NeuroradiologyE3105. Carotid-Cavernous Fistulas: Anatomic and Imaging Review
Daruwalla V, Gunduru M, Abdelhadi S, Raval K, Zuk C. Wayne State University/Detroit Medical Center, Detroit, MI
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Background Information: A carotid-cavernous fistula (CCF) is an abnormal vascular shunt between the carotid artery (or its branches) and the cavernous sinus. Anatomic, hemodynamic and etiologic (traumatic versus nontraumatic) variations have different clinical and radiographic presentations. The purpose of educational exhibit is to review the normal anatomy and physiology of the CCF and highlight the various radiologic studies used to evaluate this pathology with associated imaging findings.
Educational Goals/Teaching Points: This exhibit will review the anatomy and physiology for the carotid artery and the cavernous sinus and include understanding various classifications of CCF such as anatomic classification (direct vs indirect), Barrow classification (type A–D, high flow versus low flow), etiologic types (traumatic versus atraumatic collagen deficiency syndromes). Participants will understand various imaging modalities such as CT, MRI, MR angiography and conventional angiography available for evaluating CCF and their related findings. Various complications of CCF such as watershed infarcts, basal ganglia hemorrhages, and extensive flow in retroorbital venous structures are discussed.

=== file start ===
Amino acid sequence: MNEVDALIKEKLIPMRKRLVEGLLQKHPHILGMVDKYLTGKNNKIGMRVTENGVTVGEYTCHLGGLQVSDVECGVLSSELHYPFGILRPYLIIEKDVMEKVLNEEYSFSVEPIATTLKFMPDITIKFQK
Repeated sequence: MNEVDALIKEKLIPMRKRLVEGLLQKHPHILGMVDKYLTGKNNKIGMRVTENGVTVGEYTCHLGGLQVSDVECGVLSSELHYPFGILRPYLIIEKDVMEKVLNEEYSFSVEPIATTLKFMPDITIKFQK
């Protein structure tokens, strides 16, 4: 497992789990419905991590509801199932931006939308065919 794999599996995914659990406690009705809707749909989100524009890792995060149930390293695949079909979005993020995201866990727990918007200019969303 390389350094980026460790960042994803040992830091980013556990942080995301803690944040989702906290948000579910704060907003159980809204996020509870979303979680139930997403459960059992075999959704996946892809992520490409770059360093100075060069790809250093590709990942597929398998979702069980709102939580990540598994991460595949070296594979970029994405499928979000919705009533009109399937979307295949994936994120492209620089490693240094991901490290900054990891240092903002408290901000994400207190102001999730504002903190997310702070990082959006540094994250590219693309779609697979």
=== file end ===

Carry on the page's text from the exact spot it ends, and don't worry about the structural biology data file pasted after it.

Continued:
Key Anatomic/Physiologic Issues and Imaging Findings/Techniques: We describe the imaging findings of various CCF presentations and complications on multiple imaging modalities.
Conclusion: Carotid cavernous fistulas present a serious threat to a patient’s vision and may be life threatening. Therefore, these must be dealt with promptly. It is important for radiologists to identify CCFs and their complications on various imaging modalities and alert referring physicians so they may proceed with appropriate management for the patient.